I don’t think the last comment is doing the same, because I’m speaking one on one to the reader. Here’s what I mean…

(a) As a writer, you ruin your credibility by lumping mass groups…
vs.
(b) Writers are ruining their credibility by lumping mass groups…

In (a) I am speaking directly to the reader. In (b) I would be lumping all writers together and presuming that “all” writers lump mass groups together, when in fact they do not.

To use a real example, instead of saying “millennials have a habit of…” it would be more accurate to go get the data and say “52% of millennials…”

Another one… “Republicans don’t believe in global warming..” — another generalization. Do the work. Go get the numbers. xx% of Republicans don’t believe in global warming.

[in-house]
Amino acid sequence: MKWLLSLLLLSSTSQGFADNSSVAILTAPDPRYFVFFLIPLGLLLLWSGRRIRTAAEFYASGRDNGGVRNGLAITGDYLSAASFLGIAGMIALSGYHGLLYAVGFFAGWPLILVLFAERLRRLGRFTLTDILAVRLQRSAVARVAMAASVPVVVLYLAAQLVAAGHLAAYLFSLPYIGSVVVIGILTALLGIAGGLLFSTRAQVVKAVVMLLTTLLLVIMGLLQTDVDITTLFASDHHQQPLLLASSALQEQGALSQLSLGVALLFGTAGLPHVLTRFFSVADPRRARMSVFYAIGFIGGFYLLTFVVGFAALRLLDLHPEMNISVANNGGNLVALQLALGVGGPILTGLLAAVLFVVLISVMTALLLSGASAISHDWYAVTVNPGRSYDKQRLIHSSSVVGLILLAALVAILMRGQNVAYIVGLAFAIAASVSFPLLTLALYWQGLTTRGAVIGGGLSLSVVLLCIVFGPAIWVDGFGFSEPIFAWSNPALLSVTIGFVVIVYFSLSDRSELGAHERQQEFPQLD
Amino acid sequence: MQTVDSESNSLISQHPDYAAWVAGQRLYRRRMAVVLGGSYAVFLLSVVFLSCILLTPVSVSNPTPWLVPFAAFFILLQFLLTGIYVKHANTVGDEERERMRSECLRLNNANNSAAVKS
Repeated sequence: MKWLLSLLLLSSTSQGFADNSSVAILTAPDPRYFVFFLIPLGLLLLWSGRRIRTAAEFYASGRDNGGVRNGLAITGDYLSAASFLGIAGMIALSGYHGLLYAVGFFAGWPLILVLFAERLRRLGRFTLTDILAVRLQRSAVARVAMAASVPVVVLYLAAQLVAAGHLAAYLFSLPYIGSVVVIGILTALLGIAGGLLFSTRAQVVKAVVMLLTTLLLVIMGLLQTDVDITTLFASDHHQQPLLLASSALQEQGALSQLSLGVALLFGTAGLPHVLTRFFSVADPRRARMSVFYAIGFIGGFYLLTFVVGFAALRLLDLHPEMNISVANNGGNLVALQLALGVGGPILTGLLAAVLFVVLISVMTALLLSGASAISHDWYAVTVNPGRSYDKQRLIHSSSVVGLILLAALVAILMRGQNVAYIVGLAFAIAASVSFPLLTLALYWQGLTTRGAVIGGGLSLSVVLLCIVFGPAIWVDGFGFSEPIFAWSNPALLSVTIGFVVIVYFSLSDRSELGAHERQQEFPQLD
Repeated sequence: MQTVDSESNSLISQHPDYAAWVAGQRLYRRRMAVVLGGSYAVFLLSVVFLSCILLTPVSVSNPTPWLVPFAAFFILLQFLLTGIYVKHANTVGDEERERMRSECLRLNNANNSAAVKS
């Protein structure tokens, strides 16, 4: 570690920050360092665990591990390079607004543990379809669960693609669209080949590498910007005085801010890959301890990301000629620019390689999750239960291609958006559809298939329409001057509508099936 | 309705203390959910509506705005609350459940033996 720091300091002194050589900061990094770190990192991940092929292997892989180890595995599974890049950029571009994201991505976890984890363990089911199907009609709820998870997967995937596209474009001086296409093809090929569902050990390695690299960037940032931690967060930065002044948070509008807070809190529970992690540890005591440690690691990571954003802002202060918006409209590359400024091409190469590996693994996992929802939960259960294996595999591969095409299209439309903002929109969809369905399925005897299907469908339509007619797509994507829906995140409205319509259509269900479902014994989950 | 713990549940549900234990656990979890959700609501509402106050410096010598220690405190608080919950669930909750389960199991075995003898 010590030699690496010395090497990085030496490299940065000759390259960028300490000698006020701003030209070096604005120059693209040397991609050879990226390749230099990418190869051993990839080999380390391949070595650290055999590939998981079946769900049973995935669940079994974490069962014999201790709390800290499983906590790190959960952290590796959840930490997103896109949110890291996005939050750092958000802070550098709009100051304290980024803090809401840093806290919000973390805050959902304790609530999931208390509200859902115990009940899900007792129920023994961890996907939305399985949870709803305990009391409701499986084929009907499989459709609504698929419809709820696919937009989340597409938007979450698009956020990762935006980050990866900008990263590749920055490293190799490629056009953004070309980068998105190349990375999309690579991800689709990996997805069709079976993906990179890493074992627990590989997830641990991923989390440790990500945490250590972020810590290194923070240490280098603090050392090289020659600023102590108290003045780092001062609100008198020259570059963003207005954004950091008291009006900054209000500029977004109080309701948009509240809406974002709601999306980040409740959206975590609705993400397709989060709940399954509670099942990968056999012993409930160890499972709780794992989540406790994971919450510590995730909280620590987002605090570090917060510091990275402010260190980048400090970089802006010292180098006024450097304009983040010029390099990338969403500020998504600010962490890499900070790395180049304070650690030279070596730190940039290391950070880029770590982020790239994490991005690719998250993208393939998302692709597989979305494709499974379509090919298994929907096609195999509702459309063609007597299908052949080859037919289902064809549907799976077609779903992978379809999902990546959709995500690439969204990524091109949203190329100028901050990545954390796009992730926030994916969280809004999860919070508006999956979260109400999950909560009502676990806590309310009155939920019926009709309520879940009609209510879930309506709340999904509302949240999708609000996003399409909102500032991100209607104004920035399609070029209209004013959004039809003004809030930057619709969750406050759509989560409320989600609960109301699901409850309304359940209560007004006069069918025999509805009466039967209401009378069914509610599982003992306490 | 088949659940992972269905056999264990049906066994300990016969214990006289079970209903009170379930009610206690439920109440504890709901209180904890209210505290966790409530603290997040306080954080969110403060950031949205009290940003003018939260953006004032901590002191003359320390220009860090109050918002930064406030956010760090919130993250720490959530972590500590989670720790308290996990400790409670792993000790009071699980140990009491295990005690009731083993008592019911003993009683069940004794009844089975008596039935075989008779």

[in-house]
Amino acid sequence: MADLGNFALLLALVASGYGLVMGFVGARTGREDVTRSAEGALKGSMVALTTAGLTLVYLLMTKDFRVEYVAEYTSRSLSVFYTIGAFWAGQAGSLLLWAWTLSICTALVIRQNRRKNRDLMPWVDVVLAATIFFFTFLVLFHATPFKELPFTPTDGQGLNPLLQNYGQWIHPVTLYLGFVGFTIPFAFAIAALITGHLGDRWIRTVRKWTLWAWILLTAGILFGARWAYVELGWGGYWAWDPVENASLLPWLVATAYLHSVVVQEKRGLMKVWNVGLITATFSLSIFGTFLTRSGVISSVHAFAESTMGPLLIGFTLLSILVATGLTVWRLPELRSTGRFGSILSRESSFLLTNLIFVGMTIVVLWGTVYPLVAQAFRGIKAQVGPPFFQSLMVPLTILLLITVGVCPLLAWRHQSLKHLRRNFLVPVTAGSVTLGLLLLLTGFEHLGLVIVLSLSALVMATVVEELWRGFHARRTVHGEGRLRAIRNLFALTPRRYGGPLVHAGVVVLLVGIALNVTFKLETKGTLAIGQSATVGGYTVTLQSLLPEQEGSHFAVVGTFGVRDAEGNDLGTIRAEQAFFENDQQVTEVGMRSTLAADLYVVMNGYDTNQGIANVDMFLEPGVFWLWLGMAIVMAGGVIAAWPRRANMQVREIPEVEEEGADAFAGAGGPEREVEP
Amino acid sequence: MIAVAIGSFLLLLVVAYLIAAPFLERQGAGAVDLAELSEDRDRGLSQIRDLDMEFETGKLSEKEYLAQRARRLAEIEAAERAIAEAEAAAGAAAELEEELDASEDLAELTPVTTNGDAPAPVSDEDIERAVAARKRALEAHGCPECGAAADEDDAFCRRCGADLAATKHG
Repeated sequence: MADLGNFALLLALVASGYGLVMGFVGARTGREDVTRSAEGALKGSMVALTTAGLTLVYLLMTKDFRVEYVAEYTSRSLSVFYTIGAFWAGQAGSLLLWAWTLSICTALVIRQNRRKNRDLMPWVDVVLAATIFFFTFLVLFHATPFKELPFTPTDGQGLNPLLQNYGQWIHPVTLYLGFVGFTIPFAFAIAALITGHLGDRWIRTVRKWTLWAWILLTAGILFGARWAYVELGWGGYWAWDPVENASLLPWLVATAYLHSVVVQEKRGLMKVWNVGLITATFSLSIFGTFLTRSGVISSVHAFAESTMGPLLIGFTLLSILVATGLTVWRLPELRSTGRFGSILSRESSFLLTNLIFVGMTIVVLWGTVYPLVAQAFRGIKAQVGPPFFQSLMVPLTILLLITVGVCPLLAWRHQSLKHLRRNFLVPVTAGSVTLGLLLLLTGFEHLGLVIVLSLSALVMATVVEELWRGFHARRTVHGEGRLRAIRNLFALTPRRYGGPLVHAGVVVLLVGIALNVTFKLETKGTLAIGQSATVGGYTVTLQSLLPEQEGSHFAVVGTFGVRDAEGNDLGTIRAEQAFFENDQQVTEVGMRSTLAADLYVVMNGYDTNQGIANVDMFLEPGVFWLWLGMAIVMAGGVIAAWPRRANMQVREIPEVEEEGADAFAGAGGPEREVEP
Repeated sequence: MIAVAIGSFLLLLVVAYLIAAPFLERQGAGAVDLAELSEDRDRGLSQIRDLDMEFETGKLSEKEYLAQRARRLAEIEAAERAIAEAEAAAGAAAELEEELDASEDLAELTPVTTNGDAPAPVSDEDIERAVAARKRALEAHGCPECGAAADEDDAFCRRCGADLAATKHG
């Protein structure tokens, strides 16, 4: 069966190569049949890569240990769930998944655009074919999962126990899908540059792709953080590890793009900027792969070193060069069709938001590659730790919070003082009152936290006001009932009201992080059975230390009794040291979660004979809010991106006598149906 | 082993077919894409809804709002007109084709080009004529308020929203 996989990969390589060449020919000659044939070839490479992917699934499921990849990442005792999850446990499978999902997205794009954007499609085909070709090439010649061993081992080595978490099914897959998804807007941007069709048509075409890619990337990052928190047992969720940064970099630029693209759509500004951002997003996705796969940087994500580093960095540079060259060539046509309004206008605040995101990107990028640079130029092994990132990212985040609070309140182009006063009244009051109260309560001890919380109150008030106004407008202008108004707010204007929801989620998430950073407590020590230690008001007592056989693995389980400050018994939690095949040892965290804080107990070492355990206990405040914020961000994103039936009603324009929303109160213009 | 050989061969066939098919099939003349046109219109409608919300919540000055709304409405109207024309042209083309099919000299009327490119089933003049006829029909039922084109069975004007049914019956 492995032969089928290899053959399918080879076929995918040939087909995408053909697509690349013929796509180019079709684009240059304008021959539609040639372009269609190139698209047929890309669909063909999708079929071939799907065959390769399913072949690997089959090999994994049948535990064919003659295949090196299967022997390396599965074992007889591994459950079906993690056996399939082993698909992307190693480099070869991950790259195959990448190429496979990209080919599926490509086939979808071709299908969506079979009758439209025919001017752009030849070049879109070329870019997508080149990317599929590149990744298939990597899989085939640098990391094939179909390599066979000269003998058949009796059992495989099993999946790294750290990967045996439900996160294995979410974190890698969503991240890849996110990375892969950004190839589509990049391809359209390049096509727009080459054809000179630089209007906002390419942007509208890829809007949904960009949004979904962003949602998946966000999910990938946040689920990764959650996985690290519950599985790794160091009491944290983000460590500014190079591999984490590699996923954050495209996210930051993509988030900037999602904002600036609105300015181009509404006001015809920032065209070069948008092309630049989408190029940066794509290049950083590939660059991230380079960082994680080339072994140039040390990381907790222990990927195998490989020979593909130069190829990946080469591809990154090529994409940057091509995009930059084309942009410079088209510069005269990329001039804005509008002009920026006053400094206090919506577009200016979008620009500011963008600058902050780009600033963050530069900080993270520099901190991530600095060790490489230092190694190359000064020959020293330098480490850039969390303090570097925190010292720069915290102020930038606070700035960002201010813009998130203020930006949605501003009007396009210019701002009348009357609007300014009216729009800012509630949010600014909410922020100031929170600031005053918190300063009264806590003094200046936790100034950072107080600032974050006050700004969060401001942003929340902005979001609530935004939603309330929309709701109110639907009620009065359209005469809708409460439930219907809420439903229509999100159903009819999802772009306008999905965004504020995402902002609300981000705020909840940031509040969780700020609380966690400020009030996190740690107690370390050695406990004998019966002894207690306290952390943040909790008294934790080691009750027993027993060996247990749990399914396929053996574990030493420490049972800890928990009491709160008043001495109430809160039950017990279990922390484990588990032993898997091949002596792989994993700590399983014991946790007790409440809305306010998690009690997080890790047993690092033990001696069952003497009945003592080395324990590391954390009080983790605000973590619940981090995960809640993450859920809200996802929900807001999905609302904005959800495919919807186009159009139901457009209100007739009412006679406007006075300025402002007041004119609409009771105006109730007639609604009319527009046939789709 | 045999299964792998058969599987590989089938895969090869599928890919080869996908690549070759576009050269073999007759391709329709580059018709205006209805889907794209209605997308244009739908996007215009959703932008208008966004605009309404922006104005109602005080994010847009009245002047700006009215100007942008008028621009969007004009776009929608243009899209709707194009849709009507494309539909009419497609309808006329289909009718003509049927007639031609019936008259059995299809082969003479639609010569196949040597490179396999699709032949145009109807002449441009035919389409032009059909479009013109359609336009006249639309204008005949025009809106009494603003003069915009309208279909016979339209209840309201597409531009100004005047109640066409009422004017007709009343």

One is believable and credible — the other is not.

I do agree that it’s easy for anyone to call themselves a journalist, and that whether one is or isn’t a “journalist” doesn’t necessarily speak of quality. There’s tons of good writers that aren’t journalists, and plenty of lousy writers that are.

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